Shortlisted for the Oxford-Weidenfeld Translation Prize in 2021.
Here are six stories that capture Guadalupe Nettel’s unsettling, obsessive universe. “Ptosis” is told from the point of view of the son of a photographer whose work involves before and after pictures of patients undergoing cosmetic eye surgeries. In “Through Shades,” a woman studies a man interacting with a woman through the windows of the apartment across the street. In one of the longer stories, “Bonsai,” a man visits a garden, and comes to know a gardener, during the period of dissolution of his marriage. “The Other Side of the Dock” describes a young girl in search of what she terms “True Solitude,” who finds a fellow soul mate only to see the thing they share lose its meaning. In “Petals,” a woman’s odour drives a man to search for her, and even to find her, without quenching the thirst that is his undoing. And the title story, “Bezoar,” is an intimate journal of a patient writing to a doctor. Each narrative veers towards unknown and dark corridors, and the pleasures of these accounts lie partly in the great surprise of the familiarity together with the strangeness.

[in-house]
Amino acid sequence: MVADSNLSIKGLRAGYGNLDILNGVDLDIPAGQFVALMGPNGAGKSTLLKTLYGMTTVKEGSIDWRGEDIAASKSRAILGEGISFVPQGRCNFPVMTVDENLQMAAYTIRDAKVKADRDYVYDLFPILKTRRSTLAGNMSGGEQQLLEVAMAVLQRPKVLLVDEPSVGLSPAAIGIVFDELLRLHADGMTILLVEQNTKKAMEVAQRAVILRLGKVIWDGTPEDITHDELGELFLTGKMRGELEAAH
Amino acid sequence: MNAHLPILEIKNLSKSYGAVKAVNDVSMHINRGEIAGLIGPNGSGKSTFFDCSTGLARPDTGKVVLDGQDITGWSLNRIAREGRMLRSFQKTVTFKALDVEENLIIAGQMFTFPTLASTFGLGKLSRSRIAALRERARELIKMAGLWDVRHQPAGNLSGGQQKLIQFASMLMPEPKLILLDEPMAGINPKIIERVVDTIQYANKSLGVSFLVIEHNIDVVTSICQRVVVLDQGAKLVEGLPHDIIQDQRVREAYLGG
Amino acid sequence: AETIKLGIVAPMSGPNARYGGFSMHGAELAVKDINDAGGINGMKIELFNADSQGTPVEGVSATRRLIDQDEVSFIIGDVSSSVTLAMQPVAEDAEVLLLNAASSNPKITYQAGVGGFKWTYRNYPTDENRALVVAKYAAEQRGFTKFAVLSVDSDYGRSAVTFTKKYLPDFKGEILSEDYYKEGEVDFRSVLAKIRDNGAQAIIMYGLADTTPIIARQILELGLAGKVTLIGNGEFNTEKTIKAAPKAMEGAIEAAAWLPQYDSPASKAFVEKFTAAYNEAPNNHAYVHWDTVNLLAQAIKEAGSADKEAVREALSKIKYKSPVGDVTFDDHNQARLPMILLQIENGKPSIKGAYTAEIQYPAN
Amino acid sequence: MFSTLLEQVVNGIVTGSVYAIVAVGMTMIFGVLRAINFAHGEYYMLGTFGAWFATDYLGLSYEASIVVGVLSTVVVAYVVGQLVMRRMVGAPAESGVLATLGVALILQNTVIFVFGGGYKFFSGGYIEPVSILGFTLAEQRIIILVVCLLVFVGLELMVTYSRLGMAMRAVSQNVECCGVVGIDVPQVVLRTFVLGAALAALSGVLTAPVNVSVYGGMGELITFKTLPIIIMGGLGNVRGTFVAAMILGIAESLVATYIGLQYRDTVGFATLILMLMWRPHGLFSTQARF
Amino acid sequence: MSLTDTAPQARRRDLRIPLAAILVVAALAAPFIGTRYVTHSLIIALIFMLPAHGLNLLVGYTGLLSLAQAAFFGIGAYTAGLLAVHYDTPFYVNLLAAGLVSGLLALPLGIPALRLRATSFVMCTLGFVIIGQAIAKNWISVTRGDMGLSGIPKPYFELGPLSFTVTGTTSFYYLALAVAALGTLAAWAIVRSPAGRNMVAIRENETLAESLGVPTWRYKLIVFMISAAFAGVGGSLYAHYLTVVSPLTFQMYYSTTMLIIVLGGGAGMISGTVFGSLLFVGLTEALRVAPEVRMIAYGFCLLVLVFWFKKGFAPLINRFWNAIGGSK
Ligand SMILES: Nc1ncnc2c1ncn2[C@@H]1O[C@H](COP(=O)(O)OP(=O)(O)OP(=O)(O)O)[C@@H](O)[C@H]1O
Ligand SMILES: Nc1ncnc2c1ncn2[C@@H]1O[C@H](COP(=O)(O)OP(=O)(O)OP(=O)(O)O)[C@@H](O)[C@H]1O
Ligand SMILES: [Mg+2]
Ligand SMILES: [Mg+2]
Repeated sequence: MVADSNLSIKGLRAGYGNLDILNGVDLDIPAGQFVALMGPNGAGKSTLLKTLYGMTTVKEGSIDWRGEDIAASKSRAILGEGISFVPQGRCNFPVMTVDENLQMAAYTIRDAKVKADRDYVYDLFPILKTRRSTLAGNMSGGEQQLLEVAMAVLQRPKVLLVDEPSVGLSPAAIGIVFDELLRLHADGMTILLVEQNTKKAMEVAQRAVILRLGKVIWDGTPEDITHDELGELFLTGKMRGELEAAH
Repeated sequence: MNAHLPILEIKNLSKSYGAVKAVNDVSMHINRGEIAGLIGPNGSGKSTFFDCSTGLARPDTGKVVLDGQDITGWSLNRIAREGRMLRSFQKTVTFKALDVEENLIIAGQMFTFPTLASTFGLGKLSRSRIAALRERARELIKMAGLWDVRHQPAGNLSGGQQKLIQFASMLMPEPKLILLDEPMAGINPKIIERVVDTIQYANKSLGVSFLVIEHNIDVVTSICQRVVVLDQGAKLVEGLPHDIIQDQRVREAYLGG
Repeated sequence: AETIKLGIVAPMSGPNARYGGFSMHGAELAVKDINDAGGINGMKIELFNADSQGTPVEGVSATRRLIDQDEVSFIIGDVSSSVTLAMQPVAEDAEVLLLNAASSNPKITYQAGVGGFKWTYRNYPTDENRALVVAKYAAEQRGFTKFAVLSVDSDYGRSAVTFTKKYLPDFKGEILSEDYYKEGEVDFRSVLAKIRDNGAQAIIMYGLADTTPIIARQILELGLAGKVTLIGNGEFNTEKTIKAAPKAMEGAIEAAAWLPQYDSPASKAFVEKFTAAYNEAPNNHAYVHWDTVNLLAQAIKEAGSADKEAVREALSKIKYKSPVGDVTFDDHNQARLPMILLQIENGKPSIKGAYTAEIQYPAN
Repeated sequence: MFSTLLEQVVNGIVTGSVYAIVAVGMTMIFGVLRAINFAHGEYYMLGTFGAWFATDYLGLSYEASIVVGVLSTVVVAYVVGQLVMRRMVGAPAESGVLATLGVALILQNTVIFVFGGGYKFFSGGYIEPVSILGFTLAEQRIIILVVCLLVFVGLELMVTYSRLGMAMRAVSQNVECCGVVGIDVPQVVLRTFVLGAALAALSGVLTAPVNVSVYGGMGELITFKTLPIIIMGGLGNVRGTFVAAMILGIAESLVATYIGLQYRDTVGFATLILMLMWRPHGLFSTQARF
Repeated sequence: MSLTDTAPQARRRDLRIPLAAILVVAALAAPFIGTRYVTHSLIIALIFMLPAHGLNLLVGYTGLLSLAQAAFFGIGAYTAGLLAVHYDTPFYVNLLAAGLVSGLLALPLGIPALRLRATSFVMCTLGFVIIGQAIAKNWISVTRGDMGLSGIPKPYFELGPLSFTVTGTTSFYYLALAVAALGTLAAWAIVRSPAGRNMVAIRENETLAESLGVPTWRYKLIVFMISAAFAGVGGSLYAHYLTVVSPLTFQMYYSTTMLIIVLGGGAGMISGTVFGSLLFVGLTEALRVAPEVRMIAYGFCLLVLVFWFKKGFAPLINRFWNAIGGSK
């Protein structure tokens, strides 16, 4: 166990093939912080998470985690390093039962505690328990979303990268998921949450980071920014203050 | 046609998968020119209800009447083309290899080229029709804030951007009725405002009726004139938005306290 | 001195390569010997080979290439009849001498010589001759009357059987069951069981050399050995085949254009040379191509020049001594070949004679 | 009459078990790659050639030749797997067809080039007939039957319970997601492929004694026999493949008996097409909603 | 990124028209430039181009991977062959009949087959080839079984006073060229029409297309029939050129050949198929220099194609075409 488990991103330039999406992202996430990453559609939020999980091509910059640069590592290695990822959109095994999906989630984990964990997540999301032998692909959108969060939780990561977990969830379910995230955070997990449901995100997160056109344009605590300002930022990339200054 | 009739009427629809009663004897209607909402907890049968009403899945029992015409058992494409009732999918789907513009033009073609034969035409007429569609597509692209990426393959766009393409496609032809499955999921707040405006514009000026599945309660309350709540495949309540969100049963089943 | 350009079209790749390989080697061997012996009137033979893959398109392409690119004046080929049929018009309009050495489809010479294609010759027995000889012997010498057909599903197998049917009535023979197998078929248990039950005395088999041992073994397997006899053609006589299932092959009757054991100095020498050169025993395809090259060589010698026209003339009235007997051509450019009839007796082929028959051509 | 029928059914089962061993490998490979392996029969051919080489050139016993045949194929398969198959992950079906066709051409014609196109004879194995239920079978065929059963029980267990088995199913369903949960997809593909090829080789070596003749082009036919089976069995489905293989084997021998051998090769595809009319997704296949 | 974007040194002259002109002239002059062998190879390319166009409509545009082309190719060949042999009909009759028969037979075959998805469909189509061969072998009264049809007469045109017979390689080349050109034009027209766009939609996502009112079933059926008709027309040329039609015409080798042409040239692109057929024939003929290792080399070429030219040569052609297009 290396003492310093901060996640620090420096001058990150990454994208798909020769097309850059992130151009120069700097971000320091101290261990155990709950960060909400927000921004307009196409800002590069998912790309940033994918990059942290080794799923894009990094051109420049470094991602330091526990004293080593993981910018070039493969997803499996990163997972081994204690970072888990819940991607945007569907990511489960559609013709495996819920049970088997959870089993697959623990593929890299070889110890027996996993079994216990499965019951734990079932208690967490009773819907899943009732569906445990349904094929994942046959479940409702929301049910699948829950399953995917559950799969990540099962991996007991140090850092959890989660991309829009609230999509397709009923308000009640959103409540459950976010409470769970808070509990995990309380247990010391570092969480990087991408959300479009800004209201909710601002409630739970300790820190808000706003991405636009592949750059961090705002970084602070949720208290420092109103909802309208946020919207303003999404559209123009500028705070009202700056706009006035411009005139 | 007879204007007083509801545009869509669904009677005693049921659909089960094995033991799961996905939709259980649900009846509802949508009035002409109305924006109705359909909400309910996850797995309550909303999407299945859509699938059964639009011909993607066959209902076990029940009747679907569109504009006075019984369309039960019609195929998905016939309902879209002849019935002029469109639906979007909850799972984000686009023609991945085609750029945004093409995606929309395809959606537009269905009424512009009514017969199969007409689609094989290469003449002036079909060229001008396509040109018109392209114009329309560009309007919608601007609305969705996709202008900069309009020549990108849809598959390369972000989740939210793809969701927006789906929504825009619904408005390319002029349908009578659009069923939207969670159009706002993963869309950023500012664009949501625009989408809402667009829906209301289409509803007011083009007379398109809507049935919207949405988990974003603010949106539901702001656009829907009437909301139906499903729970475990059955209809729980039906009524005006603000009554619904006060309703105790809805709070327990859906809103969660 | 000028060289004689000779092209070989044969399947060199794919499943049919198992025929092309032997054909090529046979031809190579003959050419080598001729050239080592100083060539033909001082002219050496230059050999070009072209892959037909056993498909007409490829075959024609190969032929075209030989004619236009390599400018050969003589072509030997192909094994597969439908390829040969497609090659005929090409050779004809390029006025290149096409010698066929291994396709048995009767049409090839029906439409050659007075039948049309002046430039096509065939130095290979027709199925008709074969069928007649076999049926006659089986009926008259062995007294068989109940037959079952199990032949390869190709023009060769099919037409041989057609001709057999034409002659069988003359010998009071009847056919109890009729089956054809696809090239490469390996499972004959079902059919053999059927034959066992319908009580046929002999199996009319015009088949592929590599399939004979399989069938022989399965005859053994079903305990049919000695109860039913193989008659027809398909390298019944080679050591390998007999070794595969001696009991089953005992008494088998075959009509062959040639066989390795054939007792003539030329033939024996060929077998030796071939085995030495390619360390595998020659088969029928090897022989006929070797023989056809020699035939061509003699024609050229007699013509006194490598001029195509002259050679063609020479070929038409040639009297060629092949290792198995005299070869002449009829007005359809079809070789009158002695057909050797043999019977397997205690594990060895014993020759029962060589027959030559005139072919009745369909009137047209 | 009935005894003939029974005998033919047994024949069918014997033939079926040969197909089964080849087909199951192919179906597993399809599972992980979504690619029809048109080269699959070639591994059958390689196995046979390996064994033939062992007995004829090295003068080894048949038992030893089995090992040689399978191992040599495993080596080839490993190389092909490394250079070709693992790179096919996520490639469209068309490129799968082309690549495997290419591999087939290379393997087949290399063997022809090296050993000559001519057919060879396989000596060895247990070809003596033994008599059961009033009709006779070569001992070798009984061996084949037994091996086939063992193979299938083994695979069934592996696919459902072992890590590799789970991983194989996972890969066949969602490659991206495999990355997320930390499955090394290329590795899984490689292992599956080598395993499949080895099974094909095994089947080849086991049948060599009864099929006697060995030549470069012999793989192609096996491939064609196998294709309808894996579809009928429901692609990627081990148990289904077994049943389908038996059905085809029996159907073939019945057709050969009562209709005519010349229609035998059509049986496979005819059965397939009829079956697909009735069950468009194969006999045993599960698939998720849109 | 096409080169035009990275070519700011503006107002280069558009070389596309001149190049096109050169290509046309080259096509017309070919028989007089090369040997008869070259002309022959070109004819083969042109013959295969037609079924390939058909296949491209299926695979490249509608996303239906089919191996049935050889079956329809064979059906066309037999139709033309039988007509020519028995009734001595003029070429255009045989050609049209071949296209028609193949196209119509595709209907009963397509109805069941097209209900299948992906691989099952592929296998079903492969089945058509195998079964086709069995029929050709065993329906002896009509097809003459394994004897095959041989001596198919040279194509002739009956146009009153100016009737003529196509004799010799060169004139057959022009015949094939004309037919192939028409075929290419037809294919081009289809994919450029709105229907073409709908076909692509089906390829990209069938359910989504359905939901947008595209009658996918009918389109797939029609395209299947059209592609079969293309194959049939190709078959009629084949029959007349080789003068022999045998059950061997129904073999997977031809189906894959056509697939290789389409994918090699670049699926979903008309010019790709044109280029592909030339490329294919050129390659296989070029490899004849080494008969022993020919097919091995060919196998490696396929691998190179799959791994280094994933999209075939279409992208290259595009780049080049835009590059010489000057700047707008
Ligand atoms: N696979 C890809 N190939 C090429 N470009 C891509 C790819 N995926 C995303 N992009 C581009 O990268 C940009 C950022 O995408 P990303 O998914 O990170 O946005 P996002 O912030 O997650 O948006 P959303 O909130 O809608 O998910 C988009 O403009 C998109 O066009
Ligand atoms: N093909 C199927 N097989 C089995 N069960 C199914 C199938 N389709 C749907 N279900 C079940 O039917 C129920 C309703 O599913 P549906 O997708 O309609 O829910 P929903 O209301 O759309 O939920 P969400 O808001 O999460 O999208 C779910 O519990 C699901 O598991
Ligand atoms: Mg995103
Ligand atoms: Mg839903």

‘Nettel’s eye slightly deforms things and gives rise to tension, subtle but persistent, that immerses us in an uncomfortable reality, disquieting, even disturbing—a gaze that illuminates her prose like an alien sun shining down on our world.’—Valeria Luiselli, author of Lost Children Archive